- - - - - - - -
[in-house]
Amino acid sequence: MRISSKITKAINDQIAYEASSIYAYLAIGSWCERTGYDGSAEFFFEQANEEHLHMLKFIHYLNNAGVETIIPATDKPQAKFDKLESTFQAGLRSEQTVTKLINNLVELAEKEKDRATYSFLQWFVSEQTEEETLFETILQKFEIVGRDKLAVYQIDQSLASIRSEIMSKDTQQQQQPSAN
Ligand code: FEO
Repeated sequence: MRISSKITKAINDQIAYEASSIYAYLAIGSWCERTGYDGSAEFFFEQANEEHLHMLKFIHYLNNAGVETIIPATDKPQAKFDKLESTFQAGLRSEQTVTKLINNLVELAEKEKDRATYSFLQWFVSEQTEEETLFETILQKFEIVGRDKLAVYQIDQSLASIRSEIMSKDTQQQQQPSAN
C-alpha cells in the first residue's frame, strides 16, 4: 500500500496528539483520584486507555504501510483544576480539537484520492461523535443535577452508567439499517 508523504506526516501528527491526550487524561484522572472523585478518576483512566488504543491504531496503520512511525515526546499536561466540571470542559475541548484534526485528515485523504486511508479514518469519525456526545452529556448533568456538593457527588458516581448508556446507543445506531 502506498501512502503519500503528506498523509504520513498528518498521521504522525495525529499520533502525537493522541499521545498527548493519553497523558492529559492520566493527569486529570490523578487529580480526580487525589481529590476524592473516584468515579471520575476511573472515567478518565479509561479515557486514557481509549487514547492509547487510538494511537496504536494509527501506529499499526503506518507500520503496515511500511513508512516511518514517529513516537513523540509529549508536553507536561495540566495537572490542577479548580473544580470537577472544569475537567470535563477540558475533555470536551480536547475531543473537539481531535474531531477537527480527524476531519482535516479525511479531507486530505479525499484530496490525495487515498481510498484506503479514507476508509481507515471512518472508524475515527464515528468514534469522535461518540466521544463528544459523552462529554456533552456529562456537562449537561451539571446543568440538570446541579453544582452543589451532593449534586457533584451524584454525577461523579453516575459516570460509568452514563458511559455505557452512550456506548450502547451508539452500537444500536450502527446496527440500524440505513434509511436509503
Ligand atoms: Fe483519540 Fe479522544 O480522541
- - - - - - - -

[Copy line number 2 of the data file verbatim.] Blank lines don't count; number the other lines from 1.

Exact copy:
Amino acid sequence: MRISSKITKAINDQIAYEASSIYAYLAIGSWCERTGYDGSAEFFFEQANEEHLHMLKFIHYLNNAGVETIIPATDKPQAKFDKLESTFQAGLRSEQTVTKLINNLVELAEKEKDRATYSFLQWFVSEQTEEETLFETILQKFEIVGRDKLAVYQIDQSLASIRSEIMSKDTQQQQQPSAN